#Throwback Thursday: The First Mother’s Day
(KMOX) - Mother’s Day, of course, is this Sunday.
But not everyone here at KMOX shares the heartfelt sentiments typically attributed to the holiday.
Take reporter Kevin Killeen, for instance.
“Mother’s Day is a commercial holiday started by the floral industry and greeting card companies,” Kevin told me. “Especially the idea that it’s incumbent on husbands to buy a Mother’s Day present for our wives. I tell my kids, ‘Hey, she’s not my mom. She’s yours.'”
Kevin and I often disagree and on this Throwback Thursday, I want to take him back to 1872.
The National Women’s History Project says writer Julia Ward Howe first suggested a Mother’s Day. Her intent was to get mothers everywhere to rally for peace.
In 1908, Ann Jarvis wanted to honor her mother, a community health advocate, and began a nationwide campaign for a Mother’s Day.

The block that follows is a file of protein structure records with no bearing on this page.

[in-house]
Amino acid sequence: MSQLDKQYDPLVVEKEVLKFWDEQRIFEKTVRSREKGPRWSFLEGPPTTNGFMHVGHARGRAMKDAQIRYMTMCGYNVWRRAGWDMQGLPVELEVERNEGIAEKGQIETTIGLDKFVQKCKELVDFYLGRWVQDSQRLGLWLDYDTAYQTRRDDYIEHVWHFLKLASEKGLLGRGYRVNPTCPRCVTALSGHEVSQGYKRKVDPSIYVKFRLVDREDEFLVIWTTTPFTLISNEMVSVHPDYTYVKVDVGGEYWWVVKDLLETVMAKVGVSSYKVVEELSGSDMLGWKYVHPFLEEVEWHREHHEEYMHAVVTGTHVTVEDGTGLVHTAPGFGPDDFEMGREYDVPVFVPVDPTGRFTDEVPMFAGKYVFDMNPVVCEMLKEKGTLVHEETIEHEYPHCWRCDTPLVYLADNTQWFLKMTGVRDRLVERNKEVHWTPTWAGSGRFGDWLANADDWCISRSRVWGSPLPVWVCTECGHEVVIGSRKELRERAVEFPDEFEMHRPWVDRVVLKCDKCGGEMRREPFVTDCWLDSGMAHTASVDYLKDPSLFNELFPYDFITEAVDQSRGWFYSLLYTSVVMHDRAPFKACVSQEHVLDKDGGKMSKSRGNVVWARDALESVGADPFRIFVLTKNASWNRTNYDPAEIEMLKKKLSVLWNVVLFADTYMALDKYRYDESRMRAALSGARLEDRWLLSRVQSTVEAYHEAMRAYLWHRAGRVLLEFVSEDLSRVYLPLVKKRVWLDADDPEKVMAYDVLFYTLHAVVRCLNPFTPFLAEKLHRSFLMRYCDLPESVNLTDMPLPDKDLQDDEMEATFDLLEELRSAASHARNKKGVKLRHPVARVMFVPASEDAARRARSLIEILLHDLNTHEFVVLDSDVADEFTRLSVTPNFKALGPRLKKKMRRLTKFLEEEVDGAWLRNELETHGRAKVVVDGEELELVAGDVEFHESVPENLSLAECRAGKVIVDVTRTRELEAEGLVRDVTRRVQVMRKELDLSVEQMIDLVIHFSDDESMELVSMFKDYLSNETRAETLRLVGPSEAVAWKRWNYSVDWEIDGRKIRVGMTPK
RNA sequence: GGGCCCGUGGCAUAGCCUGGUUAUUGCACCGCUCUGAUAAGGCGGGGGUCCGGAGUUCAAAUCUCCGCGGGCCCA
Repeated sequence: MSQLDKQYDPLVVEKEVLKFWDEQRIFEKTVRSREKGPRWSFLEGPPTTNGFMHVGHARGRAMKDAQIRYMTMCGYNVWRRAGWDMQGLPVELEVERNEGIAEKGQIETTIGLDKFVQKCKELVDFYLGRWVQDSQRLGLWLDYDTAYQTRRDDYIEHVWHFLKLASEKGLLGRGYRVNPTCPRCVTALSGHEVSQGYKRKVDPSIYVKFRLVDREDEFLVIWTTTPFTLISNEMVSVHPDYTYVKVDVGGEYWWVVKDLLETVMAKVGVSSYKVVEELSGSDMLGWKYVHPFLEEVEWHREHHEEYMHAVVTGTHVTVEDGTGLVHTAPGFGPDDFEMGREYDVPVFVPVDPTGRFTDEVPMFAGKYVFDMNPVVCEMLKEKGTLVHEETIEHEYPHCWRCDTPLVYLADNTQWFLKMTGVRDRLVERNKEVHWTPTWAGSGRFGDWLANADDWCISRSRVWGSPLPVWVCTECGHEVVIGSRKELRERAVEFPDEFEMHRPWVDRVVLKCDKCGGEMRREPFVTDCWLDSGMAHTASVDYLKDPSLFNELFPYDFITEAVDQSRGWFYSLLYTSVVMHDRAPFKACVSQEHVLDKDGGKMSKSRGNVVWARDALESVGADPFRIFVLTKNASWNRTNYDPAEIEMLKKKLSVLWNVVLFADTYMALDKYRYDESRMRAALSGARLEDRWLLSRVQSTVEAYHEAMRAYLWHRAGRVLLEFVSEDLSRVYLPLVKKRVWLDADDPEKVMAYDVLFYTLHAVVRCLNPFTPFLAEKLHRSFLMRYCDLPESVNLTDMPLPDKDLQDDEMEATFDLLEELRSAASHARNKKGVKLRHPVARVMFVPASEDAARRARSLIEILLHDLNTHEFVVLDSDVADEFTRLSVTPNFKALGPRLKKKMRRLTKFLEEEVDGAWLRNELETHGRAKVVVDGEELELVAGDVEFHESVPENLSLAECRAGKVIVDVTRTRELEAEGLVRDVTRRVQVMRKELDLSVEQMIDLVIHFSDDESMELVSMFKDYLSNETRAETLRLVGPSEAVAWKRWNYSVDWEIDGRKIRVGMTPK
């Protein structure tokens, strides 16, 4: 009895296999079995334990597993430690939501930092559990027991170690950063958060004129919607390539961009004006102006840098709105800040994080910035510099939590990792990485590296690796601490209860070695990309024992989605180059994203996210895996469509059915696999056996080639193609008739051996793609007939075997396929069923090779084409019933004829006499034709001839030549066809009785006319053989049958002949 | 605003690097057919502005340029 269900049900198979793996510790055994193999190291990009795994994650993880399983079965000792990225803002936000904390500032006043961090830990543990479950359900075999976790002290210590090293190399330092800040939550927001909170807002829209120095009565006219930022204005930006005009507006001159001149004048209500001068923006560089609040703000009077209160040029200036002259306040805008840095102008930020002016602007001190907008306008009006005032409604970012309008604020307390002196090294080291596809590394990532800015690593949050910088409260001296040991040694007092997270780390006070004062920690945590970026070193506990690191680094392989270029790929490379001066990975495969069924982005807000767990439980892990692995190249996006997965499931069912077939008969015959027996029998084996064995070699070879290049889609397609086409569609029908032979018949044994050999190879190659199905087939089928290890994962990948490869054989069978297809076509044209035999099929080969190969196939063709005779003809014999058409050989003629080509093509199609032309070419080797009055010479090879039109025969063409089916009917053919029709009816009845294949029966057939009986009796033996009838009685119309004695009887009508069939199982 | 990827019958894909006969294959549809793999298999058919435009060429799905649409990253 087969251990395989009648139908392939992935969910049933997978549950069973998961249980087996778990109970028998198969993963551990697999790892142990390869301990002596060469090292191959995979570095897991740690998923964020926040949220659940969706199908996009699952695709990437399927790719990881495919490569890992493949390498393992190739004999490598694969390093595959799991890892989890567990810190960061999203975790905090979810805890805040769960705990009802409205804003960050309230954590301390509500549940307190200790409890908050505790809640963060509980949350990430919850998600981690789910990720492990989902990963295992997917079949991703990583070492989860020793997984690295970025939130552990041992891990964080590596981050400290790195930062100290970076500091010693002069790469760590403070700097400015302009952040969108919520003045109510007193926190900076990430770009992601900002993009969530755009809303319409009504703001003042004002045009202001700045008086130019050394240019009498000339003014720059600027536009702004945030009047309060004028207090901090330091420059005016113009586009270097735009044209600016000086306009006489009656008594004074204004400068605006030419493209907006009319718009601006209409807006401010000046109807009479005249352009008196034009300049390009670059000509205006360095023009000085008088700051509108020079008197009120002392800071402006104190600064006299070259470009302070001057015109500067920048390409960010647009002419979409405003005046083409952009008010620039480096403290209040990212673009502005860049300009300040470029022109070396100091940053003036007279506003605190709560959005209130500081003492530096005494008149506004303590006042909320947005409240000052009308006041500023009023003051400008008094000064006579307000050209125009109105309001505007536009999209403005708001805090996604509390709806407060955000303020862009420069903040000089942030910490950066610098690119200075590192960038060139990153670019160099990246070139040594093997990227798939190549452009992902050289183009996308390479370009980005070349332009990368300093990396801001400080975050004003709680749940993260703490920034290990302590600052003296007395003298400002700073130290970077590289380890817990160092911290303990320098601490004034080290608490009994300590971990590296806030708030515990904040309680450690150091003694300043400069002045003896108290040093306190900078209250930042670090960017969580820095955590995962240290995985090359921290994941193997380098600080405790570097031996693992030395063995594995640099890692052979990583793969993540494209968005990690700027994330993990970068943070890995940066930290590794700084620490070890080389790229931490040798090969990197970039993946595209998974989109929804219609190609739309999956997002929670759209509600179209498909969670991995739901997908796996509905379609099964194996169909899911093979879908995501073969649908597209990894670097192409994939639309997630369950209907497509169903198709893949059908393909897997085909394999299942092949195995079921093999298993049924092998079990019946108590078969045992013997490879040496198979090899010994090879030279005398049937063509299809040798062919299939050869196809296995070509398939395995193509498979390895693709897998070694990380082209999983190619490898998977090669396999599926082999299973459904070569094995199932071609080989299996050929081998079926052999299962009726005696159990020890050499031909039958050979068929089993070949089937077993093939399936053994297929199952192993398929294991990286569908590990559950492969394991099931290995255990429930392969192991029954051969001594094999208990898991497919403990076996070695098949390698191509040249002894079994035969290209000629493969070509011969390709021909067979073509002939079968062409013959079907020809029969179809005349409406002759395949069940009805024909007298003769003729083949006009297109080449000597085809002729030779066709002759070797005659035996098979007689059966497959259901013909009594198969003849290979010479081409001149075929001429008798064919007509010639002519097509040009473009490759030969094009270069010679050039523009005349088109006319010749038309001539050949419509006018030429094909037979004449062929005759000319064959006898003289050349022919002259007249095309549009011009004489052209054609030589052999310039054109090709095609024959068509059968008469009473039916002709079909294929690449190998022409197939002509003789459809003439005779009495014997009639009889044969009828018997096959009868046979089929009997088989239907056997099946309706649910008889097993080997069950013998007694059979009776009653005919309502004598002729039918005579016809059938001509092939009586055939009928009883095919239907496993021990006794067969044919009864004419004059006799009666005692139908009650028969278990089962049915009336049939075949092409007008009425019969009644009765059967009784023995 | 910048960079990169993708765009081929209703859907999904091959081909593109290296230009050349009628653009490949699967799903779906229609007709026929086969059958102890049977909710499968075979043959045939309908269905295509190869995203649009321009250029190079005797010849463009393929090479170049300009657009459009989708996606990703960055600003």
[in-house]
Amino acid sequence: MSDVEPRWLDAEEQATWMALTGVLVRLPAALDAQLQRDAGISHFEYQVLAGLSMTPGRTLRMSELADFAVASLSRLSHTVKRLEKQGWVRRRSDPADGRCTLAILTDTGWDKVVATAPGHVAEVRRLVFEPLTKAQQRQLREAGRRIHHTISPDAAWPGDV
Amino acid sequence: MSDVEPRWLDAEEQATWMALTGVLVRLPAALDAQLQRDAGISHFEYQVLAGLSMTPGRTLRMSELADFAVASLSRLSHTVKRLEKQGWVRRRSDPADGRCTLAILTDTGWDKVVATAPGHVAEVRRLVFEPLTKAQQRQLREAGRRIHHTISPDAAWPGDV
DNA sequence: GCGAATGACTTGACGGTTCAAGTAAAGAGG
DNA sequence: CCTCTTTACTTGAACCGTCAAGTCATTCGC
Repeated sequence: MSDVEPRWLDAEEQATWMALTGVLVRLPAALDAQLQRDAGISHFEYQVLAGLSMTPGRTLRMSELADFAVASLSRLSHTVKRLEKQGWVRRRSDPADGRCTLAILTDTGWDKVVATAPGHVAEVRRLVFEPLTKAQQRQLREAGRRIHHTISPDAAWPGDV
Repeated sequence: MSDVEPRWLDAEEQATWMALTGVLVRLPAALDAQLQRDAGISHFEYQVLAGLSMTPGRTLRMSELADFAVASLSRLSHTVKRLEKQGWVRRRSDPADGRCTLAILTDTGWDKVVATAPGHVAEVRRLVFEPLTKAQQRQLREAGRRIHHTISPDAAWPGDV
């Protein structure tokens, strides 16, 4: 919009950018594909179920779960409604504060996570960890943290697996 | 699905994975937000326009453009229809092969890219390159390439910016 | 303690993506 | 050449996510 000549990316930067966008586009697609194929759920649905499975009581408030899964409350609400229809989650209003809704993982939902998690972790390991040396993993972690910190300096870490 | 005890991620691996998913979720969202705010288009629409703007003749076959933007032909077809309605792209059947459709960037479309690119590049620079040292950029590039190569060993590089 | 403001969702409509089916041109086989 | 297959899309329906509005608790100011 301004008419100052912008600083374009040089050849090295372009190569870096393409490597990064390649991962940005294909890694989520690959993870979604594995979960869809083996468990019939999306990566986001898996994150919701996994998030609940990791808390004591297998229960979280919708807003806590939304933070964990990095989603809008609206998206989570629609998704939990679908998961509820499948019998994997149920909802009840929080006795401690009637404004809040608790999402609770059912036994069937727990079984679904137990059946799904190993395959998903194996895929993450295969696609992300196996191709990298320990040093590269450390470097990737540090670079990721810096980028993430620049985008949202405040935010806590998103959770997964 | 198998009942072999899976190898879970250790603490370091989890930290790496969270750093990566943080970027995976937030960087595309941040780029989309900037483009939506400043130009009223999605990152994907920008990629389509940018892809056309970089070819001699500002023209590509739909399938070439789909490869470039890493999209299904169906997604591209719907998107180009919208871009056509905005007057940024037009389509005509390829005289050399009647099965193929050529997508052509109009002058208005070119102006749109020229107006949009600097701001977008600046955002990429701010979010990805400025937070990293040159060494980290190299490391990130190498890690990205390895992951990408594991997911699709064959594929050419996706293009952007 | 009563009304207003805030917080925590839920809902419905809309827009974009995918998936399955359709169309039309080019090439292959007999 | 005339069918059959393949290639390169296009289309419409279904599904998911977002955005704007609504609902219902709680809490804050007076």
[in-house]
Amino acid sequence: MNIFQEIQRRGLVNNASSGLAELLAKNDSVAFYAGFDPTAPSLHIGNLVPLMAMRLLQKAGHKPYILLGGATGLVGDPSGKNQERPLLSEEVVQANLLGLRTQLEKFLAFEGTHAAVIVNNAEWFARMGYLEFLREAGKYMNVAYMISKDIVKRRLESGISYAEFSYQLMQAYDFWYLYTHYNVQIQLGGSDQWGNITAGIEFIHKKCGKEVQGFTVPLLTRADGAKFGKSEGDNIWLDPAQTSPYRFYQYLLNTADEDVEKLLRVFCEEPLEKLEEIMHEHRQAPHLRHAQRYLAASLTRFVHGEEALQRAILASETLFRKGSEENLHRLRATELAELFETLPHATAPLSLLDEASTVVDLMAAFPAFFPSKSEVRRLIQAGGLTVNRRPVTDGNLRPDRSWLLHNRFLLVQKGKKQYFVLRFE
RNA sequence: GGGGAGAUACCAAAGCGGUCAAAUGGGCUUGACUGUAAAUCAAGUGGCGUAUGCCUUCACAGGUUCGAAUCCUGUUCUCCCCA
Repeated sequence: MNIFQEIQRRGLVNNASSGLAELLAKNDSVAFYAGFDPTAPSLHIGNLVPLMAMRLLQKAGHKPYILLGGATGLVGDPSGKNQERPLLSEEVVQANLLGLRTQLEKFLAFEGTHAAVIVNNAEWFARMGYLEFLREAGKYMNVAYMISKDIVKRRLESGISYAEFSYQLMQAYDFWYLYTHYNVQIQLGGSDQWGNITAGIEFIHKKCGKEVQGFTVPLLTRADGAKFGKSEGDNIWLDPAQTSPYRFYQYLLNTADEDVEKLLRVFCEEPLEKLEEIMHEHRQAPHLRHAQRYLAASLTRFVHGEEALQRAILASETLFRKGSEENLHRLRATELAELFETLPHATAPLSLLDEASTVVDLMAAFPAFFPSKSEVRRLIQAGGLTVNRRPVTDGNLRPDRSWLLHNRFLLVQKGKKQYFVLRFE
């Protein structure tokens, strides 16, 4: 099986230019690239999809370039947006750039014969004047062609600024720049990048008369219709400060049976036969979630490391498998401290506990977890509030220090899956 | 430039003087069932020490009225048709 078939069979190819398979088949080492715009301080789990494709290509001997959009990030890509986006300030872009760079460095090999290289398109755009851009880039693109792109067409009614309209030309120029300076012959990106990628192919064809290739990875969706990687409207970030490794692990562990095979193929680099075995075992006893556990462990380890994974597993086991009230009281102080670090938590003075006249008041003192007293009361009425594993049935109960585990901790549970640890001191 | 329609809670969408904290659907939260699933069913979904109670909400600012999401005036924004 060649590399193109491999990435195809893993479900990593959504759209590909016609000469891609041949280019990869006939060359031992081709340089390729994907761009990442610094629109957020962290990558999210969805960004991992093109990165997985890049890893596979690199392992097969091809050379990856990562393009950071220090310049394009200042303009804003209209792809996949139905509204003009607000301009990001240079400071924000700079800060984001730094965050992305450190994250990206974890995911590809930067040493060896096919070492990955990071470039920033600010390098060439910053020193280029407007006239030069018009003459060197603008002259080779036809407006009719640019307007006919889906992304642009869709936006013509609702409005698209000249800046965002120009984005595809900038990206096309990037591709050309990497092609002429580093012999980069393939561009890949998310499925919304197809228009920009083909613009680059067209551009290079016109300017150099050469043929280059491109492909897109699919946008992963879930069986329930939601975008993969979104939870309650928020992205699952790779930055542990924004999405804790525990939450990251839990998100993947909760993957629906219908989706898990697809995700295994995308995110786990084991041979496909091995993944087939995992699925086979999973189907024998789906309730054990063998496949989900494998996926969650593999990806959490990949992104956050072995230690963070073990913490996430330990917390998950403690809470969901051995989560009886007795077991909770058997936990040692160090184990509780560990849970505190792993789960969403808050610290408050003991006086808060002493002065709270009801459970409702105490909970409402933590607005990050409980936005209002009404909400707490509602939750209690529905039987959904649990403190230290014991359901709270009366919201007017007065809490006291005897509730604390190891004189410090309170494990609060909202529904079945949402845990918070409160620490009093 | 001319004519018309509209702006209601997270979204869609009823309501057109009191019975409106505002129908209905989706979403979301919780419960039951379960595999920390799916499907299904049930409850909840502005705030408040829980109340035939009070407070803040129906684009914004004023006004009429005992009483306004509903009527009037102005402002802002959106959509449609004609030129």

It wasn’t until May 9, 1914, though, that President Woodrow Wilson signed a bill recognizing Mother’s Day as a national holiday.
What I will admit to Kevin Killeen and husbands everywhere is this bit of trivia—Jarvis would later denounce the commercialization of Mother’s Day and spend the latter part of her life trying to remove it from the calendar.
Jarvis didn’t succeed, which means your mom will still expect flowers, brunch, or at least a phone call or hug this Sunday.
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